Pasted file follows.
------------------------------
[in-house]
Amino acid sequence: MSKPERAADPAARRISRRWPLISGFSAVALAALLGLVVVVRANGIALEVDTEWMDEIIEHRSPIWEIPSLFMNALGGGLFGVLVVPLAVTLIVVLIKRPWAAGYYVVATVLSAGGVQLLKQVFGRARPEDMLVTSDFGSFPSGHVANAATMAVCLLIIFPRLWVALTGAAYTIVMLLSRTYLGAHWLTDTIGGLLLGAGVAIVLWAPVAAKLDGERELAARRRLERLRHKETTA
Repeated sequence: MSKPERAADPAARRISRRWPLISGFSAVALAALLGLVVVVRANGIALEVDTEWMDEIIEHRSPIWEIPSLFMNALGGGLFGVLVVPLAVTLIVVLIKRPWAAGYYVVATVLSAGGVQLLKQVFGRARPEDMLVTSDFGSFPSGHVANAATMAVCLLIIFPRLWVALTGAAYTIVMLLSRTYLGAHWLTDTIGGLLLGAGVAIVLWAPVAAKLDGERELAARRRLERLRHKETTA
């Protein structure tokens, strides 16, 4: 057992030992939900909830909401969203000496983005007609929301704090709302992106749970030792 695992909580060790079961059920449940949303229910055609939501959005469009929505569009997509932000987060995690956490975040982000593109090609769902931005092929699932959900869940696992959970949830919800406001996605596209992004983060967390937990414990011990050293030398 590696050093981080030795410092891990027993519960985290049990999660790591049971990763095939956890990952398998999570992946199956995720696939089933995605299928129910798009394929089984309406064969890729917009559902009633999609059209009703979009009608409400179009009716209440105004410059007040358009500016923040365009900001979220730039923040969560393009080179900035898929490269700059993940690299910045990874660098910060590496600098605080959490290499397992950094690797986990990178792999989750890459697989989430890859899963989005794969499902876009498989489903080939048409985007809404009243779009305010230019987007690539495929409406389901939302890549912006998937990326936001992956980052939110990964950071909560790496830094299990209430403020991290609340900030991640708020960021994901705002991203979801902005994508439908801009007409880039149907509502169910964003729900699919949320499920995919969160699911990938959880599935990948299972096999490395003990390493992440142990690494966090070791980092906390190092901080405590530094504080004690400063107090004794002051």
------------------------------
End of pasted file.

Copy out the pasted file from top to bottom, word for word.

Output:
[in-house]
Amino acid sequence: MSKPERAADPAARRISRRWPLISGFSAVALAALLGLVVVVRANGIALEVDTEWMDEIIEHRSPIWEIPSLFMNALGGGLFGVLVVPLAVTLIVVLIKRPWAAGYYVVATVLSAGGVQLLKQVFGRARPEDMLVTSDFGSFPSGHVANAATMAVCLLIIFPRLWVALTGAAYTIVMLLSRTYLGAHWLTDTIGGLLLGAGVAIVLWAPVAAKLDGERELAARRRLERLRHKETTA
Repeated sequence: MSKPERAADPAARRISRRWPLISGFSAVALAALLGLVVVVRANGIALEVDTEWMDEIIEHRSPIWEIPSLFMNALGGGLFGVLVVPLAVTLIVVLIKRPWAAGYYVVATVLSAGGVQLLKQVFGRARPEDMLVTSDFGSFPSGHVANAATMAVCLLIIFPRLWVALTGAAYTIVMLLSRTYLGAHWLTDTIGGLLLGAGVAIVLWAPVAAKLDGERELAARRRLERLRHKETTA
């Protein structure tokens, strides 16, 4: 057992030992939900909830909401969203000496983005007609929301704090709302992106749970030792 695992909580060790079961059920449940949303229910055609939501959005469009929505569009997509932000987060995690956490975040982000593109090609769902931005092929699932959900869940696992959970949830919800406001996605596209992004983060967390937990414990011990050293030398 590696050093981080030795410092891990027993519960985290049990999660790591049971990763095939956890990952398998999570992946199956995720696939089933995605299928129910798009394929089984309406064969890729917009559902009633999609059209009703979009009608409400179009009716209440105004410059007040358009500016923040365009900001979220730039923040969560393009080179900035898929490269700059993940690299910045990874660098910060590496600098605080959490290499397992950094690797986990990178792999989750890459697989989430890859899963989005794969499902876009498989489903080939048409985007809404009243779009305010230019987007690539495929409406389901939302890549912006998937990326936001992956980052939110990964950071909560790496830094299990209430403020991290609340900030991640708020960021994901705002991203979801902005994508439908801009007409880039149907509502169910964003729900699919949320499920995919969160699911990938959880599935990948299972096999490395003990390493992440142990690494966090070791980092906390190092901080405590530094504080004690400063107090004794002051």